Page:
The Benefits of Regenerative Practices are Worth the Challenges

Scott Park standing in his fieldPark says that through doing this work he has come to appreciate the intricate web of life. “Healthy soil solves most problems farmers face. You do not need to go outside the normal functioning of nature to have a productive farm,” he said. His current thinking comes from mistakes, hard work, several test plots and the power of observation.

Park admits that making these choices, especially with the learning curve and mistakes that it has involved, has been challenging financially. But, he says, “I’ve seen the ground, the environment, and the water all improving from our practices.” Not only that, he's been able to provide almost year round work for eight full-time employees and three part-time ones. Park's regenerative methods now include soil management, cover crops, conservation tillage, crop rotation, controlled traffic, compost, crop residue, conserving inputs, care of crew, and connection to the soil. He also makes sure to preserve the native vegetation, trees and grasses on the edges of his fields to provide habitat for native pollinators. His motto is PEP: Profit, Environment, and People. When that is all better off he is positive he's doing the right thing.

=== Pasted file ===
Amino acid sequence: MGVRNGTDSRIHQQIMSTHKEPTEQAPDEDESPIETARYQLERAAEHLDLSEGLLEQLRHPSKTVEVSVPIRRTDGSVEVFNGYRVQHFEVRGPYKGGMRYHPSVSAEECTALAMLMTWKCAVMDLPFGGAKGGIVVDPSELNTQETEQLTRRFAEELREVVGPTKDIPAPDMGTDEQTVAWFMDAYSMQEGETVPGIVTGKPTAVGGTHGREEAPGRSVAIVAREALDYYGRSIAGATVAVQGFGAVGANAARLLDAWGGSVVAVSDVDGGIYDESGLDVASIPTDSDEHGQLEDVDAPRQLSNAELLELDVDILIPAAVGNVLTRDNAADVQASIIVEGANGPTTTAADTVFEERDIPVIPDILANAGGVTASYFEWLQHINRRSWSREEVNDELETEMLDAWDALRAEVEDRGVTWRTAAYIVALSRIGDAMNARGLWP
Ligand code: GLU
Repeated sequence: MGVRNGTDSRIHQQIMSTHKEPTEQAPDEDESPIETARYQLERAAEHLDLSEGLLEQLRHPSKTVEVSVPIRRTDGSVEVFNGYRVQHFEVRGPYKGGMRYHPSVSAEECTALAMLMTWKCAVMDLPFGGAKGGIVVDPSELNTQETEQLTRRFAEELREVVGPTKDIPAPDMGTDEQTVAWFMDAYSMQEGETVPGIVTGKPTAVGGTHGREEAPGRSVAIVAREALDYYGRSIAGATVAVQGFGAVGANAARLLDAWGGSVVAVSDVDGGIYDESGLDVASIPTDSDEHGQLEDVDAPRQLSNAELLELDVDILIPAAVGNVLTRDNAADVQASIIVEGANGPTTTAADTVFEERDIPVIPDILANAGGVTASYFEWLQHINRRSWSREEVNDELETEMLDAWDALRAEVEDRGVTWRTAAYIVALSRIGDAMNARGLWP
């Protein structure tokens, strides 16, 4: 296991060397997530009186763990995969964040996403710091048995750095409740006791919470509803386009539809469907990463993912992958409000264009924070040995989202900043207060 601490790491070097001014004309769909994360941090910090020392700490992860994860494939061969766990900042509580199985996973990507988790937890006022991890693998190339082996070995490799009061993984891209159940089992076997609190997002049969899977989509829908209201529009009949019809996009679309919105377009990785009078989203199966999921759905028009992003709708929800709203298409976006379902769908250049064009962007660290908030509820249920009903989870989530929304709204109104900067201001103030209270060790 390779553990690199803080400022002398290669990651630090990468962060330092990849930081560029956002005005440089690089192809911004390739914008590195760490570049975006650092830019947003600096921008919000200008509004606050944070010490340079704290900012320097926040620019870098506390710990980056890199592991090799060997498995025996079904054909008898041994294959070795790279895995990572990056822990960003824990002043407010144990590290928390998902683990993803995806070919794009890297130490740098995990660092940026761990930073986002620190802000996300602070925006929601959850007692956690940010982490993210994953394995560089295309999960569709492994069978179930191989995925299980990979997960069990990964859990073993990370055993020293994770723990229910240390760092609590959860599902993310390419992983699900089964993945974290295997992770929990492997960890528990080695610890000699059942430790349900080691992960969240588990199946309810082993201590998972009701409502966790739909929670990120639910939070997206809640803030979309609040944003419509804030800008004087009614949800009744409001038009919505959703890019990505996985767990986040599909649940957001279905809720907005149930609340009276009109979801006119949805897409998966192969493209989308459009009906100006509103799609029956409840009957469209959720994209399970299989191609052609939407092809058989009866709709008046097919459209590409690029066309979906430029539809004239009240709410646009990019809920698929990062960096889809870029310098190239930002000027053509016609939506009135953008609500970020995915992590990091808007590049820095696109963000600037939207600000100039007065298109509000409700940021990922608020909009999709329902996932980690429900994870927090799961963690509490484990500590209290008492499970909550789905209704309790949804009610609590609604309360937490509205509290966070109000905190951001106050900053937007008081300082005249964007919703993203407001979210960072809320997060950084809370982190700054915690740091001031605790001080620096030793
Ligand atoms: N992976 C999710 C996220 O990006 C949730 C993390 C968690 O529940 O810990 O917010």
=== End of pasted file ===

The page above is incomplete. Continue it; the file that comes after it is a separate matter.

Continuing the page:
For those who are thinking about implementing regenerative agriculture on their own farms, Park gives this reminder:

“Regenerative practices make the farm money while improving the soil and the surrounding environment. Every year as the farm improves, the risk associated with farming and all the vagaries of nature lessens. The surrounding community benefits from the cleaner air, water, increased wildlife and lack of pesticides permeating their food.” 

As it stands, his farm’s net/acre is competitive with the more successful row and field crops in California. “The unmeasurable part of my net is that all my inputs are helping the farm for years to come, versus inputs that are temporary fixes." His future plans are to have the farm be completely self-sustaining, free from all external inputs. And he believes this is possible. The proverbial soil bank is functioning and spewing dividends!”

"As the soil becomes healthier, the bottom line improves due to the reduction in water, Nitrogen, and soil disturbance. Yields seem to stay comparable to conventional methods, but quality clearly improves which sometimes ends up as a yield increase because of less loss. There is a time factor of approximately three years. There are many intangibles from healthy soil that are hard to quantify financially, but add up to dollars in the farmer's pocket—resiliency, eliminating erosion, shrinking inputs over time (seed, water, nitrogen), soil dries faster yet holds moisture better, earlier plantings, less disease, less insects, less stress over weather changes, large corporations wanting to support regen farming, beneficial insect populations increase over time, and potential to be paid more for your product due to nutrient density."

CIG Grant Update Part 1 

CIG Grant Update Part 2